• On purpose propylene plants via propane dehydrogenation. They consist of a selective media for the preferred adsorption of methane and ethane over hydrogen.[1]
  • Small-scale production of reasonable purity oxygen or nitrogen from air. PSA technology has a major use in the medical industry to produce oxygen, particularly in remote or inaccessible parts of the world where bulk cryogenic or compressed cylinder storage is not possible.
  • Nitrogen generator units which employ the PSA technique to produce high purity nitrogen gas (up to 99.9995%) from a supply of compressed air. But such PSA are more fitted to supply intermediate ranges of purity and flows:
    • for nitrogen : from 100 Nm³/h at 99,9 % purity, to 9000 Nm³/h at 97% purity ;
    • for oxygen : up to 1500 Nm³/h with a purity between 88% and 93 %.[2]

Research is currently underway for PSA to capture CO2 in large quantities from coal-fired power plants prior to geosequestration, in order to reduce greenhouse gas production from these plants.[3][4]

PSA has also been discussed as a future alternative to the non-regenerable sorbent technology used in space suit Primary Life Support Systems, in order to save weight and extend the operating time of the suit.[5]

Variations of PSA technology[edit]

Double Stage PSA[edit]

(DS-PSA, sometimes referred to as Dual Step PSA). With this variation of PSA developed for use in Laboratory Nitrogen Generators generation of nitrogen gas is divided into two steps: in the first step, the compressed air is forced to pass through a carbon molecular sieve to produce nitrogen at a purity of approximately 98%; in the second step this nitrogen is forced to pass into a second carbon molecular sieve and the nitrogen gas reaches a final purity up to 99.999%. The purge gas from the second step is recycled and partially used as feed gas in the first step.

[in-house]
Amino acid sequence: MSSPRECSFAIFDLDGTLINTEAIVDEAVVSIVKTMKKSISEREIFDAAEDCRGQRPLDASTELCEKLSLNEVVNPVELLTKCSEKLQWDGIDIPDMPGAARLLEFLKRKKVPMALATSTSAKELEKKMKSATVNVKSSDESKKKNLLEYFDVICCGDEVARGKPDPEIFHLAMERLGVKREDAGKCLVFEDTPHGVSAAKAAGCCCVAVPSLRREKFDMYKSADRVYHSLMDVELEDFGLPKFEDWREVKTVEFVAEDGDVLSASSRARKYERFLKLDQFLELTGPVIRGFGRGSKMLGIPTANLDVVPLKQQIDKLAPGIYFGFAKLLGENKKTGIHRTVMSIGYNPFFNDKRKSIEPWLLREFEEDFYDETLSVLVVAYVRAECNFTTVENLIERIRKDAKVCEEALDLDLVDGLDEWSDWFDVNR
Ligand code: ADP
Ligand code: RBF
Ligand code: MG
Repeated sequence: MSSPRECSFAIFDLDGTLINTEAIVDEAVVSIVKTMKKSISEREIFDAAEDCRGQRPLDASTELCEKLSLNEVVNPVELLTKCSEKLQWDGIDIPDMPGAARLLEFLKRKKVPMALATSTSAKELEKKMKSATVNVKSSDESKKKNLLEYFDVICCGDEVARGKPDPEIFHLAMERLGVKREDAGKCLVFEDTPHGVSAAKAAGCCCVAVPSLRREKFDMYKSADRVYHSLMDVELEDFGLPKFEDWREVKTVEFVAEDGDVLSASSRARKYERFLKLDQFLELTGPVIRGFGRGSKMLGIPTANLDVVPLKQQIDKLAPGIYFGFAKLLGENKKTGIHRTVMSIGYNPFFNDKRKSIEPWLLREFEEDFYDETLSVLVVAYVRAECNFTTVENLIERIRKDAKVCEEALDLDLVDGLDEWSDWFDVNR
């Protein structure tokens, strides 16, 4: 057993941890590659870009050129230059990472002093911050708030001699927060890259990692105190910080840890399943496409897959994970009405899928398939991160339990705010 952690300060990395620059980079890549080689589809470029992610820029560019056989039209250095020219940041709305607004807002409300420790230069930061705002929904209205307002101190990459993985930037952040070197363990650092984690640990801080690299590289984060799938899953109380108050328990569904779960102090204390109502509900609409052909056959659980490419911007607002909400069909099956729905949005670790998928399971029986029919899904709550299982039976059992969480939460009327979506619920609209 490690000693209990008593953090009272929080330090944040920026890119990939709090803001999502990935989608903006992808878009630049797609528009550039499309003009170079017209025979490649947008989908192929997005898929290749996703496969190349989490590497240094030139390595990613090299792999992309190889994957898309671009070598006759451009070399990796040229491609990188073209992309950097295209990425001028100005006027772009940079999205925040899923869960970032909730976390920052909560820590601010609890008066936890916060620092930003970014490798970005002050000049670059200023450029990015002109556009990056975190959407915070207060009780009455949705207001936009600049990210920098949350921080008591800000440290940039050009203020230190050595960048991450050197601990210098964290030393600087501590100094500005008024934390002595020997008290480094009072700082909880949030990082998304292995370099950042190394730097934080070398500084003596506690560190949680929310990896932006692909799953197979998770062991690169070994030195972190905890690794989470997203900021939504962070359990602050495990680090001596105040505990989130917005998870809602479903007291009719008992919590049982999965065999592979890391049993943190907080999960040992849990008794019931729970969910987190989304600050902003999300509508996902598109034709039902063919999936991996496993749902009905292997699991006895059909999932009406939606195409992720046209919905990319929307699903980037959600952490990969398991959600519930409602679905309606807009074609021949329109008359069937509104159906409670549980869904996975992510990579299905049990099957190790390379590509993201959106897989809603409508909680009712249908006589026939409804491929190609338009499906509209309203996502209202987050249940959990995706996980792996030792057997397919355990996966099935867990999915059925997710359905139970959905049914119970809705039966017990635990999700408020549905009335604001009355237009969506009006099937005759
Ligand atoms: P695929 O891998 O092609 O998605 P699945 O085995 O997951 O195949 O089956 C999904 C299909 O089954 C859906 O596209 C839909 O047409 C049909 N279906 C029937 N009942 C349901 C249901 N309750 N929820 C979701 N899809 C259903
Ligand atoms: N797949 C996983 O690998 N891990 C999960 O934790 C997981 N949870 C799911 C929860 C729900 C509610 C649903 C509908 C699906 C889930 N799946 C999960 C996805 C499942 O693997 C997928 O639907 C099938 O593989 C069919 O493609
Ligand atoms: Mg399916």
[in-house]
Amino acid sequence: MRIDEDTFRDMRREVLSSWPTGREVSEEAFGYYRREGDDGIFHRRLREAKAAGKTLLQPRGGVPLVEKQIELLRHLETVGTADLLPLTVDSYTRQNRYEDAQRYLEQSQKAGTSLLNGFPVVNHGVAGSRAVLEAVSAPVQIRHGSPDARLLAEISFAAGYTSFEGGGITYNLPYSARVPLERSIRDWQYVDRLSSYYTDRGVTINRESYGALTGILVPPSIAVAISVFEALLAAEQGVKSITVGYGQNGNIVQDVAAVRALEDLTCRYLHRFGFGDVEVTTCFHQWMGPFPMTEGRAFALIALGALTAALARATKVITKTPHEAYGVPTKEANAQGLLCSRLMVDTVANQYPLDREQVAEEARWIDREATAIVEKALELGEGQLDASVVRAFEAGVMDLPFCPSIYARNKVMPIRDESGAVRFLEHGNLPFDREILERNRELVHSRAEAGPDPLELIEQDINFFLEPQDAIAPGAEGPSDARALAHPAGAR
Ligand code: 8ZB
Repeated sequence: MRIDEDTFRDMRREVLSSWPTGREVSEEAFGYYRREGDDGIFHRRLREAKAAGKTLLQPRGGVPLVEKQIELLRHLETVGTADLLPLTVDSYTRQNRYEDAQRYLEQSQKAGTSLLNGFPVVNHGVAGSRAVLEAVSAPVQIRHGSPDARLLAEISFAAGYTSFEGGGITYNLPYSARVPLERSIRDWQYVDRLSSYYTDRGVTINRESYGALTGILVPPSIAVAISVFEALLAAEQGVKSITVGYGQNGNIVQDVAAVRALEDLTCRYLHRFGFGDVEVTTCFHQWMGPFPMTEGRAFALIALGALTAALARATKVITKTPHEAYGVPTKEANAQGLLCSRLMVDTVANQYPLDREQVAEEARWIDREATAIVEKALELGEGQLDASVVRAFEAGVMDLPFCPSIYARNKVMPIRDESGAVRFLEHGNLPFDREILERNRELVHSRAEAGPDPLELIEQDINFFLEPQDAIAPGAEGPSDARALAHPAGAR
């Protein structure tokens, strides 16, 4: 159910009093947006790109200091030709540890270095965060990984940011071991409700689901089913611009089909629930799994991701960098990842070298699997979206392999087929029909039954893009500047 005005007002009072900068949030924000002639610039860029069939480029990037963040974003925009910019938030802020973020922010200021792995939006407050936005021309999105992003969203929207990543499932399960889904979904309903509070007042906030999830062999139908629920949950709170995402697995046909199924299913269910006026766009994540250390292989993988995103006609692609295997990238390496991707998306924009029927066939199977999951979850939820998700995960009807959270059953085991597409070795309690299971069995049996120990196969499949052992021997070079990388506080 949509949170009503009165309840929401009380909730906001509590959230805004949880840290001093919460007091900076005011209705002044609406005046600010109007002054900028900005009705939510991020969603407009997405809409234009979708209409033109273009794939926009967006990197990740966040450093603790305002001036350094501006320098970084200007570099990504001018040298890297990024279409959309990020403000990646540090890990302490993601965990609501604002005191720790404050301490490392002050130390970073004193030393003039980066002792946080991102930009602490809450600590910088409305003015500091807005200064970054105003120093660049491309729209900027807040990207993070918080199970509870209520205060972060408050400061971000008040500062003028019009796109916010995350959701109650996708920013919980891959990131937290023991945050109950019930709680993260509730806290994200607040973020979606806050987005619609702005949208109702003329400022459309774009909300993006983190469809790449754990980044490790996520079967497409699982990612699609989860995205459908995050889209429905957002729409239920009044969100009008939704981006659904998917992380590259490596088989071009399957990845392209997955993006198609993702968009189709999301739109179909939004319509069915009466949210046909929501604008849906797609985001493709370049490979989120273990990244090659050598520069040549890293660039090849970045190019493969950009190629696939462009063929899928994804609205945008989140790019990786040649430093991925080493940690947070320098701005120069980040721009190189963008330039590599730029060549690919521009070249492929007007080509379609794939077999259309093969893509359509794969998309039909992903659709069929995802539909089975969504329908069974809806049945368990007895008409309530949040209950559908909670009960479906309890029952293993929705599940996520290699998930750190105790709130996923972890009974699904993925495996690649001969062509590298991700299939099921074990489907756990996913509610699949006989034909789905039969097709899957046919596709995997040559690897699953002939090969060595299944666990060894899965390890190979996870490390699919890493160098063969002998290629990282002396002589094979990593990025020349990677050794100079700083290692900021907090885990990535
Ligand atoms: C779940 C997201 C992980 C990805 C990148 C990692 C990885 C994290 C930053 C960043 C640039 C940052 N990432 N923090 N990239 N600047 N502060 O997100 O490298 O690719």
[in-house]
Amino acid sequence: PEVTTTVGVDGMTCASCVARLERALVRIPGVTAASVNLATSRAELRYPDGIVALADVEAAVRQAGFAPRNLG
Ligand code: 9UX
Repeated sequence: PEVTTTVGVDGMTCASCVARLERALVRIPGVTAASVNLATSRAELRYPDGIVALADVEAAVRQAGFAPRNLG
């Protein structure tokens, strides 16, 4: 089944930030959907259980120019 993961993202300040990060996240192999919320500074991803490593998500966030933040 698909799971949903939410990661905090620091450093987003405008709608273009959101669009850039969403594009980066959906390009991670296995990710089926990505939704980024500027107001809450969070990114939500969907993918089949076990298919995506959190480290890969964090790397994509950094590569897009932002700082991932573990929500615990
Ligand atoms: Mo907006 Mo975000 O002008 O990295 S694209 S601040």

In addition, the purge process is supported by active evacuation for better performance in the next cycle. The goals of both of these changes is to improve efficiency over a conventional PSA process.

Rapid PSA[edit]

Rapid pressure swing adsorption or RPSA is frequently used in portable oxygen concentrators. It allows a significant reduction in the size of the adsorbent bed when high purity is not essential and feed gas can be discarded.[6] It works by quickly cycling the pressure while alternately venting opposite ends of the column at the same rate. This means that unadsorbed gases progress along the column much faster and are vented at the distal end, while adsorbed gases do not get the chance to progress and are vented at the proximal end.[7]

See also[edit]

References[edit]

  1. ^ "Propylene Production via Propane Dehydrogenation, Technology Economics Program". Intratec. Q2 2012. ISBN 9780615661025.  Check date values in: |date= (help)
  2. ^ Air Products and Chemicals, Inc (2009). "Systèmes de production de gaz PRISM®" (PDF) (in French). 
  3. ^ http://www.co2crc.com.au[dead link]
  4. ^ Grande, Carlos A.; Cavenati, Simone, eds. (2005), "Pressure Swing Adsorption for Carbon Dioxide Sequesteration", 2nd Mercosur Congress on Chemical Engineering 
  5. ^ Alptekin, Gokhan (08-01-05). "An Advanced Rapid Cycling CO2 and H2O Control System for PLSS". NASA. Retrieved 2007-02-24.  Check date values in: |date= (help)
  6. ^ Chai, S. W.; Kothare, M. V.; Sircar, S. (2011). "Rapid Pressure Swing Adsorption for Reduction of Bed Size Factor of a Medical Oxygen Concentrator". Industrial & Engineering Chemistry Research 50 (14): 8703. doi:10.1021/ie2005093.  edit
  7. ^ Ruthven, Douglas M.; Shamsuzzman Farooq, Kent S. Knaebel (1993). Pressure Swing Adsorption. Wiley-VCH. ISBN 9780471188186.  edit